Do you ever feel dizzy, succumb to a sense of vertigo when you attempt to consider the world in its entirety, the span and compass of human experience both across the globe today and reaching into the mists of history? Small boys and girls in face paint and bowl haircuts dancing in glades in the Amazon, naked and tattooed, eyes large and alien and impossible to relate to if you’re from a city like New York. Hassidic Jews bowing before the Wailing Wall, dressed in funereal black, curls falling to their lapels, broad rimmed hats, chanting before God. Old women washing out their dentures in the river Ganges as the sun beats all to hammered copper, their crimson sari’s the color of dusty blood, the water before them Nesquik brown, cows wandering along the great stone steps, men soaping themselves down, others bowing and preying, filling up teakettles of gold which they then pour back out, chanting and chanting and chanting. The pyramids of Giza, eroded to roughness and crudity, the towering pillars of Ankor Wat, trellised by tree roots and backdropped by irrepressible jungle. The Chinese Terracotta Army, buried with the first Emperor over two thousand years ago, standing for all eternity gathering dust. The Dead Sea scrolls. Masai warriors leaping as they dance, surging up into the sky with an agility and bounce to put NBA players to shame. Aging Japanese yakuza sitting in baths charged with electric currents, their skin no less electric with full body washes of ink depicting fearsome warriors, koi, dragons and lotuses. The endless surge of traffic through New York City, the thousands laboring in massive warehouses in India, Bangladesh, anywhere, making everything from keyboards to belts, repeating the same simple, soul crushing task for twelve hours a day. Machu Pichu. Ephesus. Auschwitz. Nagasaki and Hiroshima. 9/11, the Fukushima Daiichi Plant, the Black Hole of Calcutta, Vlad Dracul littering the road before Mehmed the II with tens of thousands of impaled bodies, all of them his own villagers and towns people.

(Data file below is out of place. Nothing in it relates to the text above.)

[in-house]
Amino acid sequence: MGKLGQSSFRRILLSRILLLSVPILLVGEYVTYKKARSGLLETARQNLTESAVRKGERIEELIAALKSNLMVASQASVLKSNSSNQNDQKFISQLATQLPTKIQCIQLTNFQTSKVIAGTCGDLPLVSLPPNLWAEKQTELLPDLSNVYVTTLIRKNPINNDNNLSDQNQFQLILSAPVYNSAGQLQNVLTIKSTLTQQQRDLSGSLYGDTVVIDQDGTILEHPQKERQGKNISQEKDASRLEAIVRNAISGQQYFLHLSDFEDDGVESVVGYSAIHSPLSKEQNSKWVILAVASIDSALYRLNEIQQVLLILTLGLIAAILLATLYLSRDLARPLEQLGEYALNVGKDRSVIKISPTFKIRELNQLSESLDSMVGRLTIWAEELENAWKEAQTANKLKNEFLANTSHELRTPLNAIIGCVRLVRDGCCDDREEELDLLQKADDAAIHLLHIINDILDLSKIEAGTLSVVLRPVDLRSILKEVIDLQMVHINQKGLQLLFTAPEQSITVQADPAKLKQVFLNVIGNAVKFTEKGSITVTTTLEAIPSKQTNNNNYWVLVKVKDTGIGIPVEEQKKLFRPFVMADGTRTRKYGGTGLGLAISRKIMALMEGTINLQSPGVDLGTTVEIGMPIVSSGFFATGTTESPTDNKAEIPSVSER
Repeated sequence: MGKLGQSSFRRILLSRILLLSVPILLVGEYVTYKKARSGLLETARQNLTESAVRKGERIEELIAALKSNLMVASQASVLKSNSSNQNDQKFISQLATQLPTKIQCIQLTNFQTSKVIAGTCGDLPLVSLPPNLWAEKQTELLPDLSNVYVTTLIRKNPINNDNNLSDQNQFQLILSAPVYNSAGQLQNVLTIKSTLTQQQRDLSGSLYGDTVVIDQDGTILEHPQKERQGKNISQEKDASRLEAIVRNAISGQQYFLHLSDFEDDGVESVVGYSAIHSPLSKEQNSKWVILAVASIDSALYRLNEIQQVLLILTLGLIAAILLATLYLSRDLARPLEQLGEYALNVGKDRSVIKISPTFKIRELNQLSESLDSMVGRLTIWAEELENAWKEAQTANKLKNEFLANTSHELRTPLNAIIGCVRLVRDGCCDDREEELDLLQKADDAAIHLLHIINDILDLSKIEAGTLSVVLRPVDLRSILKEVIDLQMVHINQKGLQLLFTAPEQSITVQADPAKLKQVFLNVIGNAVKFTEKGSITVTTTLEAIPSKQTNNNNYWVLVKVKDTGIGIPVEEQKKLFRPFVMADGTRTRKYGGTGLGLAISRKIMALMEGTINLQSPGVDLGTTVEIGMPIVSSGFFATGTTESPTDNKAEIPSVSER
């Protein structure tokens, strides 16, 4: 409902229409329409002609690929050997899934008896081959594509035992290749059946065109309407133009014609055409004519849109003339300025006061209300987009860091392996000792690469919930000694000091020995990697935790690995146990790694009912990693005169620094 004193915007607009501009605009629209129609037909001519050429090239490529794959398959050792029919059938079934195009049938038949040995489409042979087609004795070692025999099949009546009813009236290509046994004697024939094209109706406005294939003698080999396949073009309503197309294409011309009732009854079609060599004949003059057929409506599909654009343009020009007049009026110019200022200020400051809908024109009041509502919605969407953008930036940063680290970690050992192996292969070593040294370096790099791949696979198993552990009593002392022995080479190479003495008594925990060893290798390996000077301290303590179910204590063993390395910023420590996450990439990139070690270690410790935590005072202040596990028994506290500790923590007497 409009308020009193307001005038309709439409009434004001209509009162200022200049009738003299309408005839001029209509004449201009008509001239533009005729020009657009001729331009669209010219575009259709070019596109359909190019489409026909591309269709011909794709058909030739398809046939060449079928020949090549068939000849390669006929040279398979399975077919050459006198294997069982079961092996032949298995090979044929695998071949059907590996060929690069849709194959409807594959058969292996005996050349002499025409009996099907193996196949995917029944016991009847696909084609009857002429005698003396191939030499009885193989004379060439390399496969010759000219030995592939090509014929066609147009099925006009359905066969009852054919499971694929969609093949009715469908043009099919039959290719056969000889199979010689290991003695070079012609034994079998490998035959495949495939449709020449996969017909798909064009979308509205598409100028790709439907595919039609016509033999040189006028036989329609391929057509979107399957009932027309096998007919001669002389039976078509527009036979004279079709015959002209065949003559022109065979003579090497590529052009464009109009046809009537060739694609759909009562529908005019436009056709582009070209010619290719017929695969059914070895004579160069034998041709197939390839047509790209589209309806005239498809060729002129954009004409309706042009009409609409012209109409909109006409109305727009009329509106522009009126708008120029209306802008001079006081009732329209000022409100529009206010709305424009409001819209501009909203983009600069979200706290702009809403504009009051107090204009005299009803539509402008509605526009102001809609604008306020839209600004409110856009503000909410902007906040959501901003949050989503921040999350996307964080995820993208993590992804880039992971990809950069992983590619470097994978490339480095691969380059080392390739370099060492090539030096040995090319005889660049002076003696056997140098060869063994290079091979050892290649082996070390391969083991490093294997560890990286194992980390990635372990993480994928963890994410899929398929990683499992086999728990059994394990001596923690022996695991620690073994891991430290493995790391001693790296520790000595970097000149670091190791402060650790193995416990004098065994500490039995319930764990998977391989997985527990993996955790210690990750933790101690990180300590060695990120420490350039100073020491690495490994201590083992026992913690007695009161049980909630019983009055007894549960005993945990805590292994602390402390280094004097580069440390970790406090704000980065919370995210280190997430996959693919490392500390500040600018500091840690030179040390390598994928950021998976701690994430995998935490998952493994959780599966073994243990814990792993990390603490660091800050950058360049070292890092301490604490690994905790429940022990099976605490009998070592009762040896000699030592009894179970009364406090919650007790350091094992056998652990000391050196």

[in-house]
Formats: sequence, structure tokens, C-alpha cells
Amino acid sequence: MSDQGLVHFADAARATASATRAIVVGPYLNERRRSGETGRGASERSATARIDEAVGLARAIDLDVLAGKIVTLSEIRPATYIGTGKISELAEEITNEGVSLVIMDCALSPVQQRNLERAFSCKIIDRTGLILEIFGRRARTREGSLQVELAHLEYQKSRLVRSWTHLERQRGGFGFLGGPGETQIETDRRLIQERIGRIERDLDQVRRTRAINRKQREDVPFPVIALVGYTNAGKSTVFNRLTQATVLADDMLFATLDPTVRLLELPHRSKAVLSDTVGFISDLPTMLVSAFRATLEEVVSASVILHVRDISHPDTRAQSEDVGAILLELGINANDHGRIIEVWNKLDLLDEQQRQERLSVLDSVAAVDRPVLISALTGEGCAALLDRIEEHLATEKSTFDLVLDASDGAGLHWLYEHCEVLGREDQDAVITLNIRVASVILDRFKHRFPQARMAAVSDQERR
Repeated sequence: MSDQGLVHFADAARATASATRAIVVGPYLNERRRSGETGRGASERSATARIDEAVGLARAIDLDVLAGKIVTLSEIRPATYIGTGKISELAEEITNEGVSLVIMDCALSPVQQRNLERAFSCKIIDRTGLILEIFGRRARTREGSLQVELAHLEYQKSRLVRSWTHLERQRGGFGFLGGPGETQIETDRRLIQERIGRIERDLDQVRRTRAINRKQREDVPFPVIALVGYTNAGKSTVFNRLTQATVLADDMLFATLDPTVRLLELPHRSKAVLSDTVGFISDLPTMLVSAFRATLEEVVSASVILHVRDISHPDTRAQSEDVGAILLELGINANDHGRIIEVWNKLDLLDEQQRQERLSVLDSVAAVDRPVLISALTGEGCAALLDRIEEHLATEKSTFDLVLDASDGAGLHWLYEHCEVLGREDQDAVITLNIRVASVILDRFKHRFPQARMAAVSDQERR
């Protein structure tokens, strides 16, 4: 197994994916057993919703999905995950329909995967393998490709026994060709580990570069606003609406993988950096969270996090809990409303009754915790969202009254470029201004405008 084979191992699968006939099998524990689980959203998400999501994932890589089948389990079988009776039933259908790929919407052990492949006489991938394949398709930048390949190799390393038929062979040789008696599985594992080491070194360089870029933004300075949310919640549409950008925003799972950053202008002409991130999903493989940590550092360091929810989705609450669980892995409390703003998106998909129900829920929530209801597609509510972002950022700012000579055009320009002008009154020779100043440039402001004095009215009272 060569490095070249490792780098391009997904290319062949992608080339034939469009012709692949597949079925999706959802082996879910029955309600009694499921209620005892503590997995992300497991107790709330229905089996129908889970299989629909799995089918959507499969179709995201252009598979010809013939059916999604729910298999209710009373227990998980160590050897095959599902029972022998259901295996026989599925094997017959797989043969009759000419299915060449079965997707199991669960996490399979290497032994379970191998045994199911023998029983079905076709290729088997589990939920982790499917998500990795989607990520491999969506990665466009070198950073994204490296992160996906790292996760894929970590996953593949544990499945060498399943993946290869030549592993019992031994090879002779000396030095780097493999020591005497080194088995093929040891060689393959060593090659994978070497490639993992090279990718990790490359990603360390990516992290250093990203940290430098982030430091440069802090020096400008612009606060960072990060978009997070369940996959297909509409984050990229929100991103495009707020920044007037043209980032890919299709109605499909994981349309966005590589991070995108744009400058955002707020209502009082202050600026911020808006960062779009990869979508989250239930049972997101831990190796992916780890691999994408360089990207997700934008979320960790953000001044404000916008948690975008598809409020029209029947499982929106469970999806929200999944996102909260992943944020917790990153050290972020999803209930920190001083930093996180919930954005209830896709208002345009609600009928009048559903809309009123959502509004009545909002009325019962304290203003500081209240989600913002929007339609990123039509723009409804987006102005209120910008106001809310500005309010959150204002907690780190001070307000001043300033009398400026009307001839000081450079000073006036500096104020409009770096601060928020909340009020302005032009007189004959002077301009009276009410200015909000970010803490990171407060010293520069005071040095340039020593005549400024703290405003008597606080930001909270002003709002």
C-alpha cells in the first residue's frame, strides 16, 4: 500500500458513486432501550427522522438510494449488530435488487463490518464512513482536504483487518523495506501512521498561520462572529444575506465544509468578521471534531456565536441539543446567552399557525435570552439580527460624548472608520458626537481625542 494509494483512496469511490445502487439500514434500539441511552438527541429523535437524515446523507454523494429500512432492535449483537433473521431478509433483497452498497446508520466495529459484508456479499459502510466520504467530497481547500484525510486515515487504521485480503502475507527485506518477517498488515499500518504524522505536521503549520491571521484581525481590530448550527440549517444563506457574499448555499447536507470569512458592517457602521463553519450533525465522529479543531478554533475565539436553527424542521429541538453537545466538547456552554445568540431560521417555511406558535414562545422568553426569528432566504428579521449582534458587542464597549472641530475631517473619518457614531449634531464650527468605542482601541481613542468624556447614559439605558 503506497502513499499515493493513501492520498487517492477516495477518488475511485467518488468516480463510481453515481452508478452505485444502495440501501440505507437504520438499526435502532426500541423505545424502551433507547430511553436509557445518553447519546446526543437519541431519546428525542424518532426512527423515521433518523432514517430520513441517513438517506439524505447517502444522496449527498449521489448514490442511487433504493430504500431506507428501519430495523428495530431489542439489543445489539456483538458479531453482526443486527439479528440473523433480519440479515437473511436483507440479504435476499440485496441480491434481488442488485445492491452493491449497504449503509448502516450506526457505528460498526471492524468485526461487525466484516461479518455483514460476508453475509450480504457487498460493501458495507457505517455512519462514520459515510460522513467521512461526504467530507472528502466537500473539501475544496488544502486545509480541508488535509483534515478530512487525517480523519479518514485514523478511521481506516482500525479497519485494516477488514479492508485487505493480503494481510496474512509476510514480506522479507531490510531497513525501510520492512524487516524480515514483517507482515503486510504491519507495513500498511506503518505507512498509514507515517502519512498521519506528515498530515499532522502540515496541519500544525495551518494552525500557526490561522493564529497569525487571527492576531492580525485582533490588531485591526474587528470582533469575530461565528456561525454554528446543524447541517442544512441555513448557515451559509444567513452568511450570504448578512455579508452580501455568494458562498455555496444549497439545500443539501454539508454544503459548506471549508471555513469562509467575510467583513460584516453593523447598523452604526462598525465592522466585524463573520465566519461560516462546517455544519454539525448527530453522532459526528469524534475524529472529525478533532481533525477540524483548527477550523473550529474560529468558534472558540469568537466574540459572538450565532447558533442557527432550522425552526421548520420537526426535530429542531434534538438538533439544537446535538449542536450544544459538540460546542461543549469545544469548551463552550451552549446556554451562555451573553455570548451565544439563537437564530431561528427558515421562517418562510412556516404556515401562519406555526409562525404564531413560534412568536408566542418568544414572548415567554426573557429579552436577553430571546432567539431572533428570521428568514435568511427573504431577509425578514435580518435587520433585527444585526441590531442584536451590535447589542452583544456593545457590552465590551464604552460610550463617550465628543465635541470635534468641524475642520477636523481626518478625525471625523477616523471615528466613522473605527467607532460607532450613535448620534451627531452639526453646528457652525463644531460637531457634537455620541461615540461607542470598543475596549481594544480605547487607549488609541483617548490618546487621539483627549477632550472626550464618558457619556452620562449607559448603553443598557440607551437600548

What a world. From the soaring, endless forest of skyscrapers of Sao Paulo to the slums of Mumbai. From the quiet towns of Ohio to the huts of isolated villages in Kenya. Inuits and Mongolians, Austalian Aborigines to Peruvian descendants of the Incas. Revolutions, wars, monks, nuns, temples, churches, mosques, synagogues. Yahweh, Ganesha, Coatzacotl, Thor, Buddha, Zoroaster, Mithras. Jerusalem, Athens, Alexandria, Vienna, London.

And you? Where in this mad, wheeling, catastrophic, euphoric, bloody minded and endlessly fecund tapestry do you fit in? Can you encompass this world we live in, the highs and lows, the treachery and redemptions, the small lives and the large, the millions living in favelas and the few thousands in penthouses?

We have perhaps 80 years on this planet.

If you haven’t, watch the film Baraka.